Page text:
Controls and inputs
On left of the camera, Nikon has arranged the headphone output, mic input and HDMI out (on a mini, not micro jack). The rest of the layout is fairly conventional, with wheels on top and in front of the grip for controlling aperture and shutter speed, or functions such as exposure compensation. A top-mounted LCD shows the main settings information.
The main menu controls are accessed via a set of buttons on the light of the main LCD screen, with the Live View mode below it; the D750 has selectable stills and video live view modes for quick switching.
Focus modes are set by a combination of a small dial by the lens mount, and the camera control dials. The video record button is on the top of the camera, near the main (stills) shutter release; this is relatively small and could, perhaps, be better placed on the rear of the camera.
Most of these controls will be familiar to anyone who has used a semi-pro Nikon DSLR, such as the D600 or the D7200. But the D750 differs from these cameras in one key way: a flip-out LCD screen.
The D750’s monitor can flip up 90 degrees, or down by 75 degrees. Most cameras in this class have a fixed LCD screen, not least because it is more rugged and helps with weather sealing.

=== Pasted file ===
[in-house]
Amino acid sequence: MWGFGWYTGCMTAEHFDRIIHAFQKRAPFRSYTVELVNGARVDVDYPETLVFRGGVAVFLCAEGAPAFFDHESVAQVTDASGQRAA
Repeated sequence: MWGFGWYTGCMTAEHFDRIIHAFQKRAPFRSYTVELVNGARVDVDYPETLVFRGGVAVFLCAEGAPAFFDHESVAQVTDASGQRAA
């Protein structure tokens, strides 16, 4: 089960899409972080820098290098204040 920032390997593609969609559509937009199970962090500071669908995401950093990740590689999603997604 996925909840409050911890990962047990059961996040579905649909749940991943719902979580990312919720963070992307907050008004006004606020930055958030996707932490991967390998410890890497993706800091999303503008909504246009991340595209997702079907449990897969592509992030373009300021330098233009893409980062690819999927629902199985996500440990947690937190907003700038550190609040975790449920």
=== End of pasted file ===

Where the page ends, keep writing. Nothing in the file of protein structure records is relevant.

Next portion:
For film making, being able to place the screen on the horizontal plane makes tripod shots much easier, as well as handheld shots at waist level. Another pro of the adjustable screen is it can be tilted to eliminate the worst of any glare during an outdoors shoot.
For film makers this is handy as, being a true DSLR, the D750 has a “proper” optical viewfinder rather than an EVF. This does, of course, mean the only way to view the shot in Live View is by using the LCD.
But the screen is just one of a number of video-oriented features Nikon has added to the D750.
Next: D750: Video features